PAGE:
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Tools never die. A challenge for you to disprove..?

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  • OneBike2Ride
    I posted this over on the TechLathe group to be sure more people see it. If you belong to both groups, simply choose which post to ignore. :-) ... If you read
    Message 1 of 1 , Jan 31, 2011
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        I posted this over on the TechLathe group to be sure more people see it. If you belong to both groups, simply choose which post to ignore. :-)

      If you read the following and believe you DO know of some legitimate tools and/or technology that are absolutely gone forever from anywhere on the face of the earth, by all means click the title link, scroll to the bottom of their page and add your comments with your information. (Conversely, you may want to check their article a few times over the next few days to see later user comments, and look for tools posted by users as "extinct" that you know are still in use somewhere.)

      Tools Never Die. Waddaya mean, Never?

      12:07 am. February 1, 2011
      by Robert Krulwich

      Kevin Kelly should know better, but boldly, brassily, (and totally incorrectly, I'm sure), he said this on NPR:

      "I say there is no species of technology that have ever gone globally extinct on this planet."

      What does that mean? I asked him. (Kevin, among other things, is founding editor of Wired Magazine and runs a very popular blog, called Cool Tools , that reviews new gadgets.)

      That means, he said, "I can't find any [invention, tool, technology] that has disappeared completely from Earth."

      Nothing? I asked. Brass helmets? Detachable shirt collars? Chariot wheels?

      Nothing, he said.

      Skyhorse Publishing
      Montgomery Ward & Co.
catoalogue from 1895.
      Can't be, I told him. Tools do hang around, but some must go extinct.

      If only because of the hubris — the absolute nature of the claim — I told him it would take me a half hour to find a tool, an invention that is no longer being made anywhere by anybody.

      Go ahead, he said. Try.

      If you listen to our Morning Edition debate, I tried carbon paper (still being made), steam powered car engine parts (still being made), Paleolithic hammers (still being made), 6 pages of

      Agriculture tools from the 1895
Montgomery Ward & Co. catalog.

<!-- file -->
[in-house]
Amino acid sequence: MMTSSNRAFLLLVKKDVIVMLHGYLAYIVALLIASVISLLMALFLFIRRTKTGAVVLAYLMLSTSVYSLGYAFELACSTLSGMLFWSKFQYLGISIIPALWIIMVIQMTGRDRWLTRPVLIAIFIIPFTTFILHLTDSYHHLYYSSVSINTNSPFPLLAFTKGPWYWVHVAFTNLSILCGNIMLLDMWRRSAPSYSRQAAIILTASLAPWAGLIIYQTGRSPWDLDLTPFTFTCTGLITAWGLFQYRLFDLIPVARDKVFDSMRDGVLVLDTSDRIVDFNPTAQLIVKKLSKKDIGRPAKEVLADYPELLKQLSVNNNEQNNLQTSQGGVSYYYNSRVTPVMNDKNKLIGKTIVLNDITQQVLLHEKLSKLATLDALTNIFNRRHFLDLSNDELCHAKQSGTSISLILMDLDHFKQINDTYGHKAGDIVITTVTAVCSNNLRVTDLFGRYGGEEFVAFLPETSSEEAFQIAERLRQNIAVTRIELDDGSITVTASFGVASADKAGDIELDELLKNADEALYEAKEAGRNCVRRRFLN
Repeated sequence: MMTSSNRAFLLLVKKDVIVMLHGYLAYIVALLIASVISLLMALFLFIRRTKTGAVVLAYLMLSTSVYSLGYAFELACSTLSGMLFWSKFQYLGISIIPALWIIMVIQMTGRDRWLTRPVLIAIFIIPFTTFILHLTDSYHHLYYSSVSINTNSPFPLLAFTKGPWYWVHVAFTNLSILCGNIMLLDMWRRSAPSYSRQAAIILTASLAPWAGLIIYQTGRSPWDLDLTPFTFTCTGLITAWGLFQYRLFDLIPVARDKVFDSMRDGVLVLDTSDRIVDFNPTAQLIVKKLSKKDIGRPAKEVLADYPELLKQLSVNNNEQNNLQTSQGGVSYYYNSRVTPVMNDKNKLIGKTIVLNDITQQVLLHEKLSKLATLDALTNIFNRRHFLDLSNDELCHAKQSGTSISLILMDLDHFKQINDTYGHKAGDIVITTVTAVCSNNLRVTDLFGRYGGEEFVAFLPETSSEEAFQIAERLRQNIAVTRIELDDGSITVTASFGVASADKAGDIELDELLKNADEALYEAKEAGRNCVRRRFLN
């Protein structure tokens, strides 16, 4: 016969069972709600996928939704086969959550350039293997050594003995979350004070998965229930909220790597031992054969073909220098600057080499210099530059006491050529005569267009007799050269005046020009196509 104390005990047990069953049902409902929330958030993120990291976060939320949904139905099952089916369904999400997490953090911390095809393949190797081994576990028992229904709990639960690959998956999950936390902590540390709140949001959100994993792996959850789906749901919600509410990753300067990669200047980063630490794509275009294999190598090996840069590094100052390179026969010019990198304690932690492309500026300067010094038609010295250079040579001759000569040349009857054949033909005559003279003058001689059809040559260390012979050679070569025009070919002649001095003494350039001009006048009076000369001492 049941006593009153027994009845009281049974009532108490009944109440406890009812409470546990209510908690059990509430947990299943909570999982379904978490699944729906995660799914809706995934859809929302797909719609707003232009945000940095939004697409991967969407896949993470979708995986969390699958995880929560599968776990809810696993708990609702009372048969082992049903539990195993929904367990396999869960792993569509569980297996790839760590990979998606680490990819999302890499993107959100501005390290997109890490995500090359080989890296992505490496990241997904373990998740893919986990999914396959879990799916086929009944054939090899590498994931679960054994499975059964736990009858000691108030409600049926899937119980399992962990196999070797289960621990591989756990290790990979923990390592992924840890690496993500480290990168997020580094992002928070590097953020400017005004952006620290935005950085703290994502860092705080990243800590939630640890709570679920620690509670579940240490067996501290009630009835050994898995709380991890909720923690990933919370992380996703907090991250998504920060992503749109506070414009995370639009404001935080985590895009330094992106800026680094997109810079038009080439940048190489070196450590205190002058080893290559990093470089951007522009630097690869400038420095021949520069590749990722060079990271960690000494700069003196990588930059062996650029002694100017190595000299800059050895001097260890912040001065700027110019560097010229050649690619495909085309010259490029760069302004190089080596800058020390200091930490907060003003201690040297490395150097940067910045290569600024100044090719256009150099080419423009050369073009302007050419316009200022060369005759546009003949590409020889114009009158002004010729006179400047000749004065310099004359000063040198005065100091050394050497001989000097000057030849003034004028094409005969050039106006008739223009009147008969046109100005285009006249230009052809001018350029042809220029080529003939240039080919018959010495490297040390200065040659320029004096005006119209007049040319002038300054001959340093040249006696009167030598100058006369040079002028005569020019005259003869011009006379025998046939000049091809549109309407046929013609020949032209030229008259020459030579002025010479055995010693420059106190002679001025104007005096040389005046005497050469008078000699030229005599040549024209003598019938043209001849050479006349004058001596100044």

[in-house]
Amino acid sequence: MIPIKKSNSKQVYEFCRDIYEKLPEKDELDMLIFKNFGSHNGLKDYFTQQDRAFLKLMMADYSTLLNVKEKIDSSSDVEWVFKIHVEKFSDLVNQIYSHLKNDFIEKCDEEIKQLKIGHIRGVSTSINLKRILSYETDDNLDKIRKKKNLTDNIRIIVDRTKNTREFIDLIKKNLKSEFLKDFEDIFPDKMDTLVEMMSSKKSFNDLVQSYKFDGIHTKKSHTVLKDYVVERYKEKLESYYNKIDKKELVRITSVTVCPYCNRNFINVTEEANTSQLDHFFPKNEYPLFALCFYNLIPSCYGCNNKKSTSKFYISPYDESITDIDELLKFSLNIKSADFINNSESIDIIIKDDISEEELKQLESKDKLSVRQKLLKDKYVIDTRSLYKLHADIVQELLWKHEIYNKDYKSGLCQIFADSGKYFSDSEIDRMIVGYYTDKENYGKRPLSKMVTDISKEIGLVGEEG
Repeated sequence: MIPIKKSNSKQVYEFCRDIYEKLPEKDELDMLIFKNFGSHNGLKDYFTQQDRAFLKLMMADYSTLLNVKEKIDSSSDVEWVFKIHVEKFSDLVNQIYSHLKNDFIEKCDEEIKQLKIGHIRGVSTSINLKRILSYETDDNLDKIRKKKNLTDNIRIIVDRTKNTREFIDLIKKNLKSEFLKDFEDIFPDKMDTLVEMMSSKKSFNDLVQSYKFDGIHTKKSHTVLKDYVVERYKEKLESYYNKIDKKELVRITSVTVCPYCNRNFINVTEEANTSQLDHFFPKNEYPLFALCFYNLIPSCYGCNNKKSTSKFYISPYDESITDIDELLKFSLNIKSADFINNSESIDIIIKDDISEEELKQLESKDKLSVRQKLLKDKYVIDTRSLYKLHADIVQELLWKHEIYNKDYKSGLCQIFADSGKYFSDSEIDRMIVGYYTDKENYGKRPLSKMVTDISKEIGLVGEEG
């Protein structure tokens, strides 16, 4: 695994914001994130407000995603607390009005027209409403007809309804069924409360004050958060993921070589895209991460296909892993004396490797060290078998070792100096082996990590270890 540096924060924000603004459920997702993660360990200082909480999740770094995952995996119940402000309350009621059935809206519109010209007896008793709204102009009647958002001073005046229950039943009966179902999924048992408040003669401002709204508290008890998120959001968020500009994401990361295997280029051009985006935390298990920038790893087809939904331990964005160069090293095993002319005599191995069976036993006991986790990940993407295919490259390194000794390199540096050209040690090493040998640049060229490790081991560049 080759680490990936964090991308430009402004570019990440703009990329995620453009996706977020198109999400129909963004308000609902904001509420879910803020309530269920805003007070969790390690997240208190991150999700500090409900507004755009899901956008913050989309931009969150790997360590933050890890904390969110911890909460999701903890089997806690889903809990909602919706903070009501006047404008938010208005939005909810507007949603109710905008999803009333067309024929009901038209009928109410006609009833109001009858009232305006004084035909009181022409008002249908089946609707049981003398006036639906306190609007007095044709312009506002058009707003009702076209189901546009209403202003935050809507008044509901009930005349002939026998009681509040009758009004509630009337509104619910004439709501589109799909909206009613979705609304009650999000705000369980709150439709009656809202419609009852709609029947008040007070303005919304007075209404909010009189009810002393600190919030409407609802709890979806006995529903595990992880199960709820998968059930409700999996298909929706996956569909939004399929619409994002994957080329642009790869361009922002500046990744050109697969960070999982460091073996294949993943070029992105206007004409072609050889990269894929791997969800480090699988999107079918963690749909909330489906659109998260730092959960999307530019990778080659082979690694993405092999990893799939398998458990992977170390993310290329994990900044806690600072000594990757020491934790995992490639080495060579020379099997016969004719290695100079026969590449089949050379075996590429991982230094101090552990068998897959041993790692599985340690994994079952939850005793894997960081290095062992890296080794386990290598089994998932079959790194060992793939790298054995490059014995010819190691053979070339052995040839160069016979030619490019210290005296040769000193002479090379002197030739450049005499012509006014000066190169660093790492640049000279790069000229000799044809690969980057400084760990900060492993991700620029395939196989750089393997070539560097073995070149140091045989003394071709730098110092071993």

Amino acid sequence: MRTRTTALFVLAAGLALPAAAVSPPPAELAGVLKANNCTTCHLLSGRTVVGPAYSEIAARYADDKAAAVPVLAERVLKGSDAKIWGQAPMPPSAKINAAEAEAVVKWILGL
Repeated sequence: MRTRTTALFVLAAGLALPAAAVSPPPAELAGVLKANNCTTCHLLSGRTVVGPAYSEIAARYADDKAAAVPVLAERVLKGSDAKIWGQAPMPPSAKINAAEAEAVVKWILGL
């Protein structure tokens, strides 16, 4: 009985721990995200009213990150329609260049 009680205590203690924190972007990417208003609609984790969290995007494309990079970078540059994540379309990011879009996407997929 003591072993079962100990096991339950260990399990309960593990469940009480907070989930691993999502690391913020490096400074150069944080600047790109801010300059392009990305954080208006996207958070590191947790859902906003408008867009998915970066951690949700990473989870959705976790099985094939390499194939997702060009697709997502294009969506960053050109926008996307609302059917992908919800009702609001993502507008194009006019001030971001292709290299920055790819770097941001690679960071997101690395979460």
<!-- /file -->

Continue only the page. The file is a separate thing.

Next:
Agriculture tools from the 1895 Montgomery Ward & Co. catalogue

      agricultural tools from an 1895 Montgomery Ward & Co. Catalogue (every one of them still being made), and to my utter astonishment, I couldn't find a provable example of an technology that has disappeared completely.

      And Kevin continues to insist he is right. In his new book What Technology Wants , he says:

      A close examination of a supposedly extinct bygone technology almost always shows that somewhere on the planet someone is still producing it. A technique or artifact may be rare in the modern urban world but quite common in the developing rural world. For instance, Burma is full of oxcart technology; basketry is ubiquitous in most of Africa; hand spinning is still thriving in Bolivia. A supposedly dead technology may be enthusiastically embraced by a heritage-based minority in modern society, if only for ritual satisfaction. Consider the traditional ways of the Amish, or modern tribal communities or fanatical vinyl record collectors. Often old technology is obsolete, that is, it is not very ubiquitous or is second rate, but it still may be in small-time use.

      I know Kevin's wrong. There have to be prominent exceptions to his Technologies Never Die claim. Problem is, I'm the wrong person to prove him wrong. I'm just not tool-wise. Pens instantly dry up when I touch them, computers — don't even ask. So what I'm wondering is: Can you help me here?

      Help Me!

      If you honestly think there is a tool or invention from any century, any culture, any time (no science fiction please, we are trying to be real here) that has gone completely extinct, please send it in.

      Just mention the tool in the "comment" section.

      We will publish the most promising ones in the next Krulwich Wonders... blogpost, which we're calling "Am I Extinct?"

      When you go to that post and see the alphabetical listing of purportedly extinct human inventions, if you see a tool or machine on that list that you know or think is still being made somewhere today, please please, write and tell us.

      We will post your claims of extinction and your counterclaims together.

      We will keep this post open a couple of days and if, collectively, we come up with a list of plausibly extinct technologies, it's back to Kevin for Round Two of this colloquy.

      I know I can count on you people. You always bite me when I say something wrong. Now it's time to bite Kevin.

      Kevin Kelly's new book is called What Technology Wants, (Viking, 2010); He and I and the writer Steven Johnson debated some of these issues at the New York Public Library in October, 2010. That debate is on video . A different, edited version that focuses on Kevin and Steven's ideas about how technology evolves (and, says Kevin, has a primitive "will") appeared on a Radiolab podcast

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